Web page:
Feminists Having Children

We should all have the same opportunities and the same pay for same work.

What does this mean for child care when finally, they arrive in my life? Do children need 24 hours of care from parents (read mother) to turn out well? To feel stable, to feel loved, to feel acknowledged?

One of my favorite quotes on equality is by Thomas Jefferson regarding how to treat people un-equally.

“There is nothing more unequal than the equal treatment of unequal people.”

We are turning 30. Friends and acquaintances all round are turning 30. Turning 30 seems to come with babies or baby plans.

I meet people, even close acquaintances, colleagues & almost friends who have children and children have become enough of a life. I feel so impressed.

Often, it is the woman who has stopped working, has decided to stay at home and take care of the child or children. The man continues to work. It is a smart calculation because the man often (not always) earns more. So he can support the growing family.

It becomes a catch 22 situation because women continue to earn less if they are away from work for long periods. It also leaves the policy setting and rule making to the men for those years when women are away being good mothers.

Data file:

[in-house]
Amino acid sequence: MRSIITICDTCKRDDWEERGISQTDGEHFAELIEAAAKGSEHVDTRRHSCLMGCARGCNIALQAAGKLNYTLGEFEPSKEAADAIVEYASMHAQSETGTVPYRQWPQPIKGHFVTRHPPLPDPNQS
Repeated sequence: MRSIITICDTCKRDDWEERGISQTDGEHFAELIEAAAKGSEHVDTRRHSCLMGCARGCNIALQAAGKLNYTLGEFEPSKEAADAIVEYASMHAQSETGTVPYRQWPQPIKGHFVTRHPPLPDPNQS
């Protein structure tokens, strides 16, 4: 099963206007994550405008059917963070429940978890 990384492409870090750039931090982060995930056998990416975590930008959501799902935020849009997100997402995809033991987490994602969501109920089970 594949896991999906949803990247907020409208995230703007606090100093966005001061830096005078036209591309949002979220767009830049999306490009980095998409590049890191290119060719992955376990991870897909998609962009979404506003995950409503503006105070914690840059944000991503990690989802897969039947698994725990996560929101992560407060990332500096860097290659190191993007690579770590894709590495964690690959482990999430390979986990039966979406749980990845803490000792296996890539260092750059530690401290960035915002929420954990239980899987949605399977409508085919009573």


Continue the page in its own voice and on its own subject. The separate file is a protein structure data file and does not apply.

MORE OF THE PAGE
I am not making this all up. There is data to show how the loop repeats itself.

Apparently, to be a good mother, you need to dedicate your whole life to the child/children. I haven’t understood yet if this is a matter of feeling, appearing or wishing to be considered & therefore treated as a good mother.

Rarely have I met a man who has completely given up work to be home with the kids. Once, I met a man who took 2 years leave from his work, to follow his wife and children to New York, where, the wife had gotten her dream assignment. He was to be home with the two kids for 2 years.

He was back to work, working 50% from home, after one year. The taking care of the kids became too tedious and monotonous for him. He is a very good father.

In Sweden, to be home means that you are not “saving” any money to pension. That could make a very miserable life after retirement in Sweden, especially if you should divorce or husband should die early.

Nevertheless, those women who choose to be home with children make it sound like the best decision they have made with their lives. During the years they are home with their children.

When I worked with old people during my studies, most women who had been housewives had so bad income, they were dependent on the state and/or on the children they stayed home to raise. Since not so many children become stinking rich, most adult children have very little money to spare to make their old parents’ lives comfortable.

So old parents feel cheated that they can’t have more income from anywhere, which keeps them stuck at home on low budget. This time, no children to take care of during all the day’s hours.

The bitterness from both sides is so toxic you can smell it at Easter lunch instead of eggs. The guilt. The pity. The loneliness. And the lack of money.

The parents who worked and contributed to the pension are off traveling or playing golf after retirement. They can also afford better housing and care during old age.

 

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